For those, who are Christian, the Feast of the Epiphany on January 6, usually marks the end of the Christmas season. Because it is also my birthday and the beginning of my husband’s real courtship, the feast has special meaning for me. On that day my future husband gave me three gifts in imitation of the three gifts given by the magi. Since he was not only from the East—Sri Lanka—but also in time an astrophysicist, that is one who studies the stars, the analogy is even closer. Rereading his daily letters after all these years, I learn anew how his conversion from Hinduism would be more upsetting to his family than marrying a foreigner. But convert he did, influenced by others besides myself. Since he lost his mother at the age of two years, Mary and the Rosary became, especially, important in his life.
At the end of his life he wrote his autobiography, paying tribute to his Sri-Lankan ancestors and family. He also details his many experiences, growing up in Malaysia, studying in Australia and Canada and wrestling with rockets and space exploration in the U.S.A. In retirement he turned his infra-red expertise to the detection of breast cancer, particularly in women. Fundamentally pro-life, he was also pro natural family planning (NFP). He saw firsthand the dangers of women interfering with the hormones, especially, through the contraceptive pill.
The wise men of the East had to return by another route for fear of Herod, who, according to the Gospel narrative, slaughtered the innocents. It seems that the contraceptive (and abortion) lobby today is so powerful that NFP gets short shrift in government programs both nationally and internationally. Yet towering figures like Mahatma Gandhi promoted it, especially for its role in fostering virtue.
A six-volume set of The Selected Works of Mahatma Gandhi was published by Navajivan Publishing House, Ahmedabad, with Shriman Narayan as general editor in 1968. (Incidentally that was the same year that St. Paul VI issued the encyclical Humanae vitae). Since my husband collaborated with Vikram Sarabhai, founder of the Indian Space program, who had a space center in Ahamedabad, my husband regularly traveled there. I sometimes went with him. Ahmedabad is also the site of Gandhi’s model village.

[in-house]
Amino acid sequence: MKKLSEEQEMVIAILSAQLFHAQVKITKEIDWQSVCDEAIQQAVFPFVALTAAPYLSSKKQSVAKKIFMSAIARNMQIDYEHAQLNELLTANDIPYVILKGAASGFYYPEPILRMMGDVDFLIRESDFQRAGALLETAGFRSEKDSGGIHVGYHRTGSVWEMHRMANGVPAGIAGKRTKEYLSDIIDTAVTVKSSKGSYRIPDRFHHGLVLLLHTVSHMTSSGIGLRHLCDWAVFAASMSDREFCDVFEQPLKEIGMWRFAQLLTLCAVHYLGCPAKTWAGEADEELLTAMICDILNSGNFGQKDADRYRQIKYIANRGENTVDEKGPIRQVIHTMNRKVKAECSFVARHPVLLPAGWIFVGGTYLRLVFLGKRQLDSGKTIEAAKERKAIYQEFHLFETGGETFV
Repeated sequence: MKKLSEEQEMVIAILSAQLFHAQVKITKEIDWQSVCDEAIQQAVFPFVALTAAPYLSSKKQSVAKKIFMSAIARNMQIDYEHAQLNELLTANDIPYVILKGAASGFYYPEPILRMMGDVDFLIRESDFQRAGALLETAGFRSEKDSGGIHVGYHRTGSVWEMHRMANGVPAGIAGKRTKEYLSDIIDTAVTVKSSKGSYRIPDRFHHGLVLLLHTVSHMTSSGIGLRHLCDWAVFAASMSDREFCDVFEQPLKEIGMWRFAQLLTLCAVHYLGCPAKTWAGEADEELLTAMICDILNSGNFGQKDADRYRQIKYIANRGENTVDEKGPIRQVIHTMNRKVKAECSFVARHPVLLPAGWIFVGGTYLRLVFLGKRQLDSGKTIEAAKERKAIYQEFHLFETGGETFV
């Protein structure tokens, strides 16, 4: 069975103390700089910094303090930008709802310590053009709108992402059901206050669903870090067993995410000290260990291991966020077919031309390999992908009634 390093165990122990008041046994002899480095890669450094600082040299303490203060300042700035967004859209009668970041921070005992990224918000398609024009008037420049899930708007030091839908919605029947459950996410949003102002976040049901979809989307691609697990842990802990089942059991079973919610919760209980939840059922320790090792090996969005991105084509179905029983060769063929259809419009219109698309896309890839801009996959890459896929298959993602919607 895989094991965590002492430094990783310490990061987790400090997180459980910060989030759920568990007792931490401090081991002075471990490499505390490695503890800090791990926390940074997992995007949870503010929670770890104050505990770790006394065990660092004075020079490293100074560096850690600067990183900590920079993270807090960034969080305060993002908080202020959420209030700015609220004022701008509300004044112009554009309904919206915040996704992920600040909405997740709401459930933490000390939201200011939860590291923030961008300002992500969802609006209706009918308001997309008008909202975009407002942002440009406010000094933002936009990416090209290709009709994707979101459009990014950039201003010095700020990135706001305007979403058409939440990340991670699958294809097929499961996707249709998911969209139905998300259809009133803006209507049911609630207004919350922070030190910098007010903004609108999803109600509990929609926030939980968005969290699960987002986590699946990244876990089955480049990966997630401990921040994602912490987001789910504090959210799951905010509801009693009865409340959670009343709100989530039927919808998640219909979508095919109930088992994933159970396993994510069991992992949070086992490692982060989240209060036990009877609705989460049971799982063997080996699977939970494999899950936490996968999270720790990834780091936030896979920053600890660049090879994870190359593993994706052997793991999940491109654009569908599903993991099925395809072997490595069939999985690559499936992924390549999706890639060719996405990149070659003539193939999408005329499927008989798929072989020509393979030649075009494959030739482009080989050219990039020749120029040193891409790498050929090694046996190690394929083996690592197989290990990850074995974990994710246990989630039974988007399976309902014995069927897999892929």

The final volume is called “The Voice of Truth” and it is from this volume that excepts will be quoted. Chapter 75 is devoted to “birth control.” Gandhi writes: “I think it is the height of ignorance to believe that the sexual act is an independent function, necessary like eating and sleeping.” He goes on to say that the world depends on the act of generation and it “should be controlled for the ordered growth of the world. He who realizes this will control his lust at any cost, equip himself with the knowledge necessary for the physical, mental and spiritual well-being of his progeny and give the benefit of that knowledge to posterity.” (496)
"Moral results can only be produced by moral restraints"
He calls it a “crime” when the desire for progeny is absent, for the sex urge, which is “fine and noble” is meant only for the act of creation, not primarily for pleasure. He goes on to say, that “moral results can only be produced by moral restraints.” While he acknowledges the necessity of birth control, “the only method handed down from ages past is self-control or Brahmacharya. It is an infallible remedy doing good to those who practice it.” He further points out that the medical profession, instead of devising artificial means of birth control, will earn great gratitude if they develop methods that promote self-control. There are many more similar quotes in the chapter, but Gandhi’s intent is clear. Incidentally this volume contains his main thought on Satyagraha or non-violence.
I shall conclude by saying that the gifts of our East-West marriage keep coming.
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